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Does it feel like living in a "police state" in Singapore?

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Re: ))

Post by jpatokal » Tue, 23 Dec 2008 9:33 pm

sundaymorningstaple wrote:Falung Gulang (Sp!)
Let me fix that spelling for you. :cool:
Vaguely heretical thoughts on travel technology at Gyrovague

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Re: ))

Post by sundaymorningstaple » Tue, 23 Dec 2008 11:41 pm

jpatokal wrote:
sundaymorningstaple wrote:Falung Gulang (Sp!)
Let me fix that spelling for you. :cool:
Found it. Wrong Fix but thanks!

Falun Gong
SOME PEOPLE TRY TO TURN BACK THEIR ODOMETERS. NOT ME. I WANT PEOPLE TO KNOW WHY I LOOK THIS WAY. I'VE TRAVELED A LONG WAY, AND SOME OF THE ROADS WEREN'T PAVED. ~ Will Rogers

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Try it out--What's the worst that could happen?

Post by nahsiep » Fri, 26 Dec 2008 1:10 pm

Hi

I'm born and bred Singaporean and have been living in Canada and Australia for the past 9 years. Just returned home 2 months ago. Not trying to be nationalistic like the French or patriotic like the Americans here... there is in general, a sense of 'lack of freedom of speech' in terms of political views on PAP and the opposition, etc, especially if you come from US, England... e.g. probably can't stage protests... peaceful resolutions or peace in general--what's wrong with that?.

If you've lived in China and actually like it there (or so it seems), keep an open mind. Nothing is totally black and white. There's good and bad in everything. You'll see that we have clean streets, a world-class dual-language public education system, fantastic urban planning, low crime rates, fab public transport system, high GDP, greenery everywhere (voted one of the most sustainable cities by the UN), racial harmony... and we celebrate FIVE new years a year (1 Jan western New Year, Chinese NY, Deepavali (Indian NY), 2x Malay NYs (Hari Raya Puasa and Hari Raya Haji))--not sure if this happens in any other country... absolutely what makes Singapore unique.

When you take all these into perspective, it's not that bad at all here, as it's made out to be, eh... everyone has views on something...

So, try it out here--banish all your preconceptions... and what's the worst that could happen? If you really don't like it here, you always have an option to leave or go home.

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Post by Trekka » Sat, 27 Dec 2008 6:33 pm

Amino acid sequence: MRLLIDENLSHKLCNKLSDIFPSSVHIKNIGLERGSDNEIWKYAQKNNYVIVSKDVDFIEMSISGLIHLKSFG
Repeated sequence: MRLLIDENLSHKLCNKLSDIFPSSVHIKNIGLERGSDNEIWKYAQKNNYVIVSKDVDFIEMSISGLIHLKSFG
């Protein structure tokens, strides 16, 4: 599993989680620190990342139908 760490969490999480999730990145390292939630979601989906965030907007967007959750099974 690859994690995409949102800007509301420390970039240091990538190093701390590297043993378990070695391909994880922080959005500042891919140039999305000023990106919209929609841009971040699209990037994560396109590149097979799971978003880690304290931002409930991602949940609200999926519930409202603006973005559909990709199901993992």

I seem to have hit a nerve with you all...staerted a bit of a debate. This was not really my intention, but anywayit is interesting to read all your views. I suppose living there is really no difference to living anywhere.

But...if it is so racially harmonious, as nahsiep states, why do I see so many "racial" stipulations when I am browsing the Real Estate Rental pages: "No Indians" "No Women" "No Singles" "Muslims Need Not Apply" etc..This is the type of things I have never seen in any country I have lived in and that now totals 5, including 2 in Asia. So for a supposedly modern, tolerant city, I find this interesting.

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Post by sundaymorningstaple » Sat, 27 Dec 2008 8:41 pm

It's only the locals who say it isn't racist here. In fact, racism exists here like everywhere else on the planet. The problem here is that the locals have been brainwashed to not see it for what it is. We've had the discussion till the cows came home here time and time again. It's peaceful here because the minorities accept the racism as it's still better than they had before. Doesn't make it any more right or palatable but the end result, or should I say the veneer looks good to the rest of the world and allows them to break their arms trying to pat themselves on the back.

You see, they are pragmatic in the sense of 'if I say something I know I'll get locked up without ever being charged' cause the government still keeps the Internal Securities Act on the books which allow for detention with being charged and with no time limits.